In addition, as any technology company can attest, talent is the biggest ingredient for success. OpenAI is no different, and when Microsoft decided to invest $1 billion in 2019, the window to profit opened completely. In OpenAI’s response to the lawsuit on March 5th, 2024, it explained the high cost of computing requiring “billions of dollars per year.” Thus, the original project went sideways as far as Musk was concerned. From the perspective of OpenAI, it seems the 180-degree change in the mission of the company was largely due to the everyday actions and reactions of its competitive environment.

The truth is most likely somewhere in the middle. As with any grand plans with many major players, motivations vary. It is completely likely that all founders were genuinely interested in the rapid development of AI, and all had the desire to seek ways to benefit humanity. But once the journey started, there are infinite paths and possibilities. The conflict shown in this lawsuit is not unique to OpenAI with its nonprofit mission and for-profit motives. For example, Goodwill has a retail for-profit operation that sells donated goods. American Automobile Association (AAA) has numerous for-profit subsidiaries that sell insurance and travel services. The biggest membership organization in the U.S. with about 38 million members, AARP operates mainly as a nonprofit, but it has many for-profit subsidiaries that offer insurance products and financial services. As CEO of PMO Advisory, I work closely with nonprofits that also have had experiences in which employees of nonprofits question the revenue motive of their development office. But unlike OpenAI, none of these nonprofits have received an infusion of $1 billion from a mammoth corporation like Microsoft, whereby an intimate partnership was formed.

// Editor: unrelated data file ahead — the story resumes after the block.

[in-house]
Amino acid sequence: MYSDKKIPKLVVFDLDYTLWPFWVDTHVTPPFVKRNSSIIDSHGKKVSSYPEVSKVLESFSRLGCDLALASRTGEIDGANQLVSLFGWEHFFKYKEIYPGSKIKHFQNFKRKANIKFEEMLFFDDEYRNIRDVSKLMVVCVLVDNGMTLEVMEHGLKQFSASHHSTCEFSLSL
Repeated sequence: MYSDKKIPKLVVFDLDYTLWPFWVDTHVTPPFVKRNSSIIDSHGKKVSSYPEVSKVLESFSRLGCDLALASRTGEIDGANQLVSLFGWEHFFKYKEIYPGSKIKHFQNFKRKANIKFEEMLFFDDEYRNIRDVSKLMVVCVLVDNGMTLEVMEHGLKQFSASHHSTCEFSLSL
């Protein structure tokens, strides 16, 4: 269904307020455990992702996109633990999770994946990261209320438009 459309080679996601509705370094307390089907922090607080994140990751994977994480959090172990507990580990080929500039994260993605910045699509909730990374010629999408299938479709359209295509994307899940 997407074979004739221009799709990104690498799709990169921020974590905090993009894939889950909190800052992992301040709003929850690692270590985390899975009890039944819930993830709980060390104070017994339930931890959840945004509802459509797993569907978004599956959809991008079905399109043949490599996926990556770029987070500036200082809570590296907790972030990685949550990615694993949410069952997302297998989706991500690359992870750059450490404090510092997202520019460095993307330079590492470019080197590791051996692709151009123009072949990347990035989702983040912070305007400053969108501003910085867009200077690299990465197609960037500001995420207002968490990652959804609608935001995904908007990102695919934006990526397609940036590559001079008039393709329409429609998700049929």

Projects can go astray for many reasons. In the case of OpenAI and especially with the introduction of ChatGPT, the impact on our society has already been significant. Whether the future will be darker in the pursuit of profit, as Musk alleges, or lighter with OpenAI’s cited humanitarian work in Kenya and India by boosting farmer income and dropping costs, or more complex shades, only time will tell. One thing is certain, at least from an ex-founder’s perspective. A major stakeholder of OpenAI in the early days, Musk’s donation of over $44 million between 2016 and 2020 appeared to have contributed to the creation of one of the greatest competitors in the field of AI.

The key lesson for executives and boards is the necessity of being open and transparent with stakeholders about the motivations and the need to manage subsequent changes to the charter. This is why developing and maintaining updates to a project charter is vitally important for the organization. It helps to align the interests and expectations of key stakeholders. And when the guiding charter states “best interests of humanity throughout its development,” it can be rather confusing, at best, and inviting lawsuits at worst, when the organization’s actions and activities are something else.


OpenAI Charter: Our Charter describes the principles we use to execute on OpenAI’s mission.” Open AI, April 9, 2018.

OpenAI and Elon Musk” Open AI, March 5, 2024.